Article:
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stevedark

Partner Ambassador/MVP

2016-03-07
09:36 AM

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Lines between data points on Scatter Graph

Hi,

In QlikView it is really quite simple to add a dimension to a scatter graph such that the position of points is plotted for the beginning and the end of a date range and then have a line drawn between the two points. By altering the size of the bubble based on whether the date dim is at the start or the end, you can make it clear which value is where the historical value is and which is the most recent. The line then gives an excellent indication of which direction a particular point is moving in.

I'm trying to recreate one of these charts in Qlik Sense, and as far as I can see it is not possible to add more than one dimension to the stock Scatter Graph.

Does anyone know of a way that I can create the visualisation like it was in QlikView?

Thanks in advance for any assistance you can give.

Steve

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Josh_Good

Employee

2016-04-30
03:16 AM

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HI Steve,

Thanks for the image. Now I understand better and I definitely agree this type be viz is useful. To do it well I think an extension would be the best approach. However I was able to get close using the Qlik Sense scatter. My approach was to create a calculated dimension that concatenated my dimension (CategoryName) and Year. Once I did this I had a point for each CategoryName-Year combination. The next problem was to change the colour intensity so it was easy to see which points were the most recent. I got lazy and wrote a nasty if statement.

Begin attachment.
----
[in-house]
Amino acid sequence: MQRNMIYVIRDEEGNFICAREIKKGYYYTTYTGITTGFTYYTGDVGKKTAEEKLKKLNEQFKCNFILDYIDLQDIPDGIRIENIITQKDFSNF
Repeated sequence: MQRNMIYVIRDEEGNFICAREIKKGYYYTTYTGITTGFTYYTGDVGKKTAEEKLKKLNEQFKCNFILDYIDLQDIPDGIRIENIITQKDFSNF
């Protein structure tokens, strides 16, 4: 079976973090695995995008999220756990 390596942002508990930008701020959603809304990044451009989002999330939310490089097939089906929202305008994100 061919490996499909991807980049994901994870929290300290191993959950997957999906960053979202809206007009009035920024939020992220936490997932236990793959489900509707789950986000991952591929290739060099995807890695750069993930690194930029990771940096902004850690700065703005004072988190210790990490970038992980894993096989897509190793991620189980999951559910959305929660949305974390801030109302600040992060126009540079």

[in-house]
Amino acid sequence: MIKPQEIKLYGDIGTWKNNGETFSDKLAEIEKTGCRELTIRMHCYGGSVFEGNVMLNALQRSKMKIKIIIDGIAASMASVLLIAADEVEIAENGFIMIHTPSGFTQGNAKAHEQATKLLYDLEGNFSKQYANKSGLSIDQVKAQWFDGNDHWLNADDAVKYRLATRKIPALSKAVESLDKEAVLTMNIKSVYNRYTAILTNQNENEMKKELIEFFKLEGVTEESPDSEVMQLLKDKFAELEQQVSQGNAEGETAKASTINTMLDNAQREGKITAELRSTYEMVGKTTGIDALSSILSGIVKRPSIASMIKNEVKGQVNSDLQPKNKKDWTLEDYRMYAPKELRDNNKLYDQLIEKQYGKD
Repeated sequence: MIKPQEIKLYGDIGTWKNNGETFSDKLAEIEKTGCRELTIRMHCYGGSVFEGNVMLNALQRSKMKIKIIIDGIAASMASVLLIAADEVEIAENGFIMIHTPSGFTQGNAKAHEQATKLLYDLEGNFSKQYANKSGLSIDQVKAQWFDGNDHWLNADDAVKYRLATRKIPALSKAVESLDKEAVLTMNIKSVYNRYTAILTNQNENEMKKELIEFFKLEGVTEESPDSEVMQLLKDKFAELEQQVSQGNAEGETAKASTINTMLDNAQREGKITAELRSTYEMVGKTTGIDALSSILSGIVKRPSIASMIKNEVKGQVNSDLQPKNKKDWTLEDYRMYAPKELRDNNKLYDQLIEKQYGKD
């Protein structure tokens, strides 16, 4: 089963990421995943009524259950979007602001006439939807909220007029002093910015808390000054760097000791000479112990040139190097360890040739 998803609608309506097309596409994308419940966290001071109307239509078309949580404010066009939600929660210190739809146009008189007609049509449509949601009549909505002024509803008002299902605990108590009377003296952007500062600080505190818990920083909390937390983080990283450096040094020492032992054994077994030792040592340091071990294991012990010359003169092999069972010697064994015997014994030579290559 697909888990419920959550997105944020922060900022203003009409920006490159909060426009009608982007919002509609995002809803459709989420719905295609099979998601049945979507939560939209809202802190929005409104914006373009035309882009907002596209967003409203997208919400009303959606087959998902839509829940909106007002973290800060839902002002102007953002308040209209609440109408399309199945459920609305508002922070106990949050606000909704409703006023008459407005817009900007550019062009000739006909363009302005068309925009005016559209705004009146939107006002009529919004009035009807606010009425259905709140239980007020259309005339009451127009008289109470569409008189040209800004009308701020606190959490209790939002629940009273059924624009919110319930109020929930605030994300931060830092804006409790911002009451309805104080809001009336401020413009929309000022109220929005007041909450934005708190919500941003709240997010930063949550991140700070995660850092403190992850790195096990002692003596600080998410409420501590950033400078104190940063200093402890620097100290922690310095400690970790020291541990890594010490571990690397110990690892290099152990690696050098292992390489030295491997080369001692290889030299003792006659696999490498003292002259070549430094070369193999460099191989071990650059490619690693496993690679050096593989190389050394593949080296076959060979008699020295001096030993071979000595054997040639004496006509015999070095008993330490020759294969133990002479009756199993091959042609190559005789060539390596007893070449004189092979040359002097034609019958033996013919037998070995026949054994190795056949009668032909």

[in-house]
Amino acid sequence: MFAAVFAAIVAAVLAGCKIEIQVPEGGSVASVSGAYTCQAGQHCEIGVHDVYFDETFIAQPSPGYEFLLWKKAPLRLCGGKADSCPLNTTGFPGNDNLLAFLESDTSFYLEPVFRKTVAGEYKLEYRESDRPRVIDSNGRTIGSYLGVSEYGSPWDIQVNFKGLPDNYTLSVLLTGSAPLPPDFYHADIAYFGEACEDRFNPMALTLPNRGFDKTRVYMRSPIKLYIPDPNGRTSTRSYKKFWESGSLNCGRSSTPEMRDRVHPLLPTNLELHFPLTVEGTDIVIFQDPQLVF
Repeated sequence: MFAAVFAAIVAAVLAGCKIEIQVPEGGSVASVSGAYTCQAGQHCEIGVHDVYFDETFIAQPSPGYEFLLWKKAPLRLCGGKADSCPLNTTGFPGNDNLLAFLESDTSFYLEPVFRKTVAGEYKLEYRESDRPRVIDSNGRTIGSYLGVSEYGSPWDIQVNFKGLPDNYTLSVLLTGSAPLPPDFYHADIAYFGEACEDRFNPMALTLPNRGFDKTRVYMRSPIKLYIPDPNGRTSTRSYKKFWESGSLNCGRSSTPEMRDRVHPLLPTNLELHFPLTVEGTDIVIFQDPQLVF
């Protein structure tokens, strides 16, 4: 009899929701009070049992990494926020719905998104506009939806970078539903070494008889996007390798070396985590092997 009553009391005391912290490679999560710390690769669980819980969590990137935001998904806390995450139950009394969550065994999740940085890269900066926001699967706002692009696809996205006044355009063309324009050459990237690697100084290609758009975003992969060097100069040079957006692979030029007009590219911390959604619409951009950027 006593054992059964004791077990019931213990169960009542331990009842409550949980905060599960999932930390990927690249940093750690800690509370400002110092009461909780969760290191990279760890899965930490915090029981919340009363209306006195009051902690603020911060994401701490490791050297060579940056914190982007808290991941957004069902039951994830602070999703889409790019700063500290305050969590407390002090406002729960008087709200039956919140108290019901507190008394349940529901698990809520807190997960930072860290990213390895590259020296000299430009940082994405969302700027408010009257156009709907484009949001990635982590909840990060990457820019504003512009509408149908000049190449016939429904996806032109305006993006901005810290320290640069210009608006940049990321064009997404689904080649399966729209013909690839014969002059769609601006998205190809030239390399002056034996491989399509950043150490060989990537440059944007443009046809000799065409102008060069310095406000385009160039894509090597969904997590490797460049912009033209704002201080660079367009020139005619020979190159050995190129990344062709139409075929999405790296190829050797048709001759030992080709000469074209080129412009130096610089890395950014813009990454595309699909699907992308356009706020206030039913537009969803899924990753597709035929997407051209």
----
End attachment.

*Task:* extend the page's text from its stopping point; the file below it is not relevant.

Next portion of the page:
if(CategoryName = 'Babywear', RGB((Year-Min(total Year) )/ ( Max ( total Year) - Min (total Year)) *100+155,0,0),

RGB(0, (Year-Min(total Year) )/ ( Max ( total Year) - Min (total Year)) *100+155 ,0))

I wouldn't recommend this route but it does prove out that the colours for every point can be different based on the category and year. I imagine you could create a data with the R, G, and B number for each dimension (CategoryName in my case) and then just apply intensity factor.

The one thing I couldn't do is add a line between points. Anyway I hope this helps. Again an extension would likely be a better and more robust option but this approach does work.

-Josh

Qlik

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stevedark

Partner Ambassador/MVP

2016-04-07
09:39 AM

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Josh_Good

Employee

2016-04-29
06:44 PM

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Hi Steve,

Connecting points in scatter plot isn't exactly a visualisation best practice so I don't believe you can do this with Qlik Sense. That said I do understand the utility of what you are trying to do.

In Qlik Sense, I was able to get close to what I believe you are trying to do but I couldn't draw a line connecting the points.

Josh

Qlik

stevedark